Letter to My Son’s Fourth Grade Teacher

by Jeanene P

Letter to My Son’s Fourth Grade Teacher

Dear Ms. Jones,


Happy end of the school year!


I wanted to take a few moments to let you know how sad we are that Michael’s fourth grade school year is almost over. I find it amazing that one school year could change so much in my son’s life.


You have single-handedly in one-year crushed his desire for learning and his general self-esteem. I’m not sure how we will survive fifth grade without your diligence. You have convinced him that he is not giving 100 percent and not operating at his full potential and he whole-heartedly believes it. He now believes that he is not as good as his peers in school and feels that he is a loser. I commend you for being so direct and successful in your actions.


I’d also like to commend you for failing to recognize or bring to my attention the BLATANT signs of his ADD. I’m sure this special skill comes from your background as a special needs teacher. Even after discussing our concerns with you at our initial teacher conference, you remained quiet. Even though Michael is a textbook ADD child, however, you did an OUTSTANDING job treating him as a lazy student who could do better if he would simply apply himself. Good job!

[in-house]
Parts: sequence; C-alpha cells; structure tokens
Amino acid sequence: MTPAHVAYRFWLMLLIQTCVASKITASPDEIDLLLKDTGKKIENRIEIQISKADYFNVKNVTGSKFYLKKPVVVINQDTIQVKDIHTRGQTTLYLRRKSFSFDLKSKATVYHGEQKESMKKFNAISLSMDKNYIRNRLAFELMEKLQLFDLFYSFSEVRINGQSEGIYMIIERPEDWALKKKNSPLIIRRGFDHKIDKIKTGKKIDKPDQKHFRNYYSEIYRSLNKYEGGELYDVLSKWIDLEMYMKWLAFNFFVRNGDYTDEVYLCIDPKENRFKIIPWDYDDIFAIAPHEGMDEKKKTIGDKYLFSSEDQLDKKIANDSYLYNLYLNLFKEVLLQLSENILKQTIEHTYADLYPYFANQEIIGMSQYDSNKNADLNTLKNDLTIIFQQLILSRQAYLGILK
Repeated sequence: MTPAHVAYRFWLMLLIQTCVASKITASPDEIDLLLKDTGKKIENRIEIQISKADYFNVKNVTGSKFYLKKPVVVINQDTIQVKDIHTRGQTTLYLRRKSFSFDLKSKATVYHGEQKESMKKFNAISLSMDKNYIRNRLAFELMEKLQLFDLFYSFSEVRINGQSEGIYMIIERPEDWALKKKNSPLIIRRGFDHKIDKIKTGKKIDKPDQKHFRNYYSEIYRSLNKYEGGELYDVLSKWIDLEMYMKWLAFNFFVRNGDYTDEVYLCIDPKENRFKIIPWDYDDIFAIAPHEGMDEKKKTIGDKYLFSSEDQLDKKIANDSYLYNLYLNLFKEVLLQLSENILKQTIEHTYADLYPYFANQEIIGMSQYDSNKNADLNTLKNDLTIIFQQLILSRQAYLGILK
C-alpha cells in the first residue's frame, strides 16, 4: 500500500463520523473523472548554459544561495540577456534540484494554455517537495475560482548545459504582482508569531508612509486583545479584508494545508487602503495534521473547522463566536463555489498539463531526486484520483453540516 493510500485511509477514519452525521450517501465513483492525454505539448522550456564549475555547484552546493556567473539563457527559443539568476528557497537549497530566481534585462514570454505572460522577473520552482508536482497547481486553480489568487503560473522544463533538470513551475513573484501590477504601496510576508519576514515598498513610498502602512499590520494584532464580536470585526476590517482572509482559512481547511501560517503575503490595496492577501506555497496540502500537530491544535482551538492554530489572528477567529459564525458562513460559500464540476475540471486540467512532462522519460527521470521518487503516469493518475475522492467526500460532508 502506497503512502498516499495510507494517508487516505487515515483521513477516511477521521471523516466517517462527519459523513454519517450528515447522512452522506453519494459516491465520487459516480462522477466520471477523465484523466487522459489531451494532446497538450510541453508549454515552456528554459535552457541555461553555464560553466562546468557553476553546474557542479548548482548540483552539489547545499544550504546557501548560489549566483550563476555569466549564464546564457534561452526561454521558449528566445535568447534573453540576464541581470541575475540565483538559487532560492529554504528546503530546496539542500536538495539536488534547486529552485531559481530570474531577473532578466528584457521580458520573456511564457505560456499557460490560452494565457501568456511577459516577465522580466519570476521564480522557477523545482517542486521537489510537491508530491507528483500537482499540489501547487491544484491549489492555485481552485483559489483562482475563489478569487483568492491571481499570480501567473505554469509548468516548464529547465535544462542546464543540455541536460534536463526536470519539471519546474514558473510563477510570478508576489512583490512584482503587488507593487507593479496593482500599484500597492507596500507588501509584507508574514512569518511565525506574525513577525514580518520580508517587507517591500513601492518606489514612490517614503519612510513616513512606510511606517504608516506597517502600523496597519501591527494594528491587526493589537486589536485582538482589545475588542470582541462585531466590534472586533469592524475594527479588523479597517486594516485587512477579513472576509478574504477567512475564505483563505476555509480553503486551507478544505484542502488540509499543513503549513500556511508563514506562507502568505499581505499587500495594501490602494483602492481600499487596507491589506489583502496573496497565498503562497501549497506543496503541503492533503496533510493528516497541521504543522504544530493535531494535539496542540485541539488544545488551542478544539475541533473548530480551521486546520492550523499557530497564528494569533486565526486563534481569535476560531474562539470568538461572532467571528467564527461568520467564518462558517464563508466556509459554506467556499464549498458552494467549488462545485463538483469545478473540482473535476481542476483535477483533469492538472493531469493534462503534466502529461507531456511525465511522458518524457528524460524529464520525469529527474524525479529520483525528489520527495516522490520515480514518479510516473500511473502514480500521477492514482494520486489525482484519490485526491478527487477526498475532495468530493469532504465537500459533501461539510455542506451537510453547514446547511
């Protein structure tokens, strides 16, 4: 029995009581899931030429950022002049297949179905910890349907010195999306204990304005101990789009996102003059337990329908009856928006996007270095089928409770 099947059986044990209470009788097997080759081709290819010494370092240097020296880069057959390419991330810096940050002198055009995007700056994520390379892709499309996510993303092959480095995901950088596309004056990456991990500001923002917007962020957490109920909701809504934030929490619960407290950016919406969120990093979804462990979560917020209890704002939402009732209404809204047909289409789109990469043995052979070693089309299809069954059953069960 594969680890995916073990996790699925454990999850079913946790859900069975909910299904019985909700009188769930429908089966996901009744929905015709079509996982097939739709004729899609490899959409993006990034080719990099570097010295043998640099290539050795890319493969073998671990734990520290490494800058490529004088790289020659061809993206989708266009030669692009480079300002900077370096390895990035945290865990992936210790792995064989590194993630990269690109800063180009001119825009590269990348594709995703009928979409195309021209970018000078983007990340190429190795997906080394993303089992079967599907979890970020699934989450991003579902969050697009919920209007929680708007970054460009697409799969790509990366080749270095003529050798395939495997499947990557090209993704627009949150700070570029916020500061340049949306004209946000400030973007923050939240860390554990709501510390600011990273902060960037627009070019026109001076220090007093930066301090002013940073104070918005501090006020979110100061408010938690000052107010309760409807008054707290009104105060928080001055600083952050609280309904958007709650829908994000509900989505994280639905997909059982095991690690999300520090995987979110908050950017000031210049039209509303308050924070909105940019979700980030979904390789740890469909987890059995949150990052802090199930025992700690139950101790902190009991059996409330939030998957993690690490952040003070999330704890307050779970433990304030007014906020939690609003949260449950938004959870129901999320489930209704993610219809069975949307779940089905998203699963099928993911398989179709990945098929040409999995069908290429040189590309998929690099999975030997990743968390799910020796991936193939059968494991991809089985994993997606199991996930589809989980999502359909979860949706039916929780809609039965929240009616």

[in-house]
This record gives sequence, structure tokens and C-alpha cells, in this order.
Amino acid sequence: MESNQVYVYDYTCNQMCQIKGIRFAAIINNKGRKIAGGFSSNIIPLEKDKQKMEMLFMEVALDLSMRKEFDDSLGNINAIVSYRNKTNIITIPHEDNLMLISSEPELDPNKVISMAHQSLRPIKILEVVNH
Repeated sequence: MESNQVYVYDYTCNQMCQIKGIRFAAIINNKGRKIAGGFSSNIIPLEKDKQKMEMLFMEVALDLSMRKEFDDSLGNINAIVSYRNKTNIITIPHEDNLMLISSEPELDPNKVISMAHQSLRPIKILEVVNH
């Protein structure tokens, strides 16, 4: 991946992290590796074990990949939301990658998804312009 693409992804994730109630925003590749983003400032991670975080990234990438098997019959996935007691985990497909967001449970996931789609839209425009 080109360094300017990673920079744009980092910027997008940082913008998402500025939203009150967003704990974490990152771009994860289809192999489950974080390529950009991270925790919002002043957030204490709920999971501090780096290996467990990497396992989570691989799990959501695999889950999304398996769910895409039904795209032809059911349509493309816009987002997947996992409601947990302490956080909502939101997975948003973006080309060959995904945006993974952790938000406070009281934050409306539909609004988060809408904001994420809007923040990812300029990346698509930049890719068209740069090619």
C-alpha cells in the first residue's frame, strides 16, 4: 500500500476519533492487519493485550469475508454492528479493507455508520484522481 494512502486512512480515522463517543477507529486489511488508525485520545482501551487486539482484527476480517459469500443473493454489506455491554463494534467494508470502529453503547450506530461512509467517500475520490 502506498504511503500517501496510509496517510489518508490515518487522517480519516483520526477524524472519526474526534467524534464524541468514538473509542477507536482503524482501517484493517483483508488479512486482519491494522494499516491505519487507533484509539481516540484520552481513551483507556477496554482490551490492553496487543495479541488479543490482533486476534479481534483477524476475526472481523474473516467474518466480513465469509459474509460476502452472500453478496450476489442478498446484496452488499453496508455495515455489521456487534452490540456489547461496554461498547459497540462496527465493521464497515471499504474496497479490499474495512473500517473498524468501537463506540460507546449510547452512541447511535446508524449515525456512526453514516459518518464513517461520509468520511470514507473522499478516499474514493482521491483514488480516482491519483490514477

Your failure to respond in any way to many of my e-mails requesting information was also FABULOUS. Clearly this special skill is how you manage to remain employed and I’m sure your performance reviews reflect this. The fact that I had to enlist the assistance of our principal to have many of my questions addressed, in a full-blown ARD conference on NUMEROUS occasions, with three teachers, most of the special needs teaching staff, the principal, vice-principal and speech therapist, was truly above and beyond your call of duty.


Congratulations on making our son’s fourth grade year such a memorable experience. We hope to one day soon obliterate it from our memories (most likely with the help of a therapist). We wish you well in your future endeavors and can only pray that some time in your near future you realize that teaching is NOT your calling.




Michael’s Mom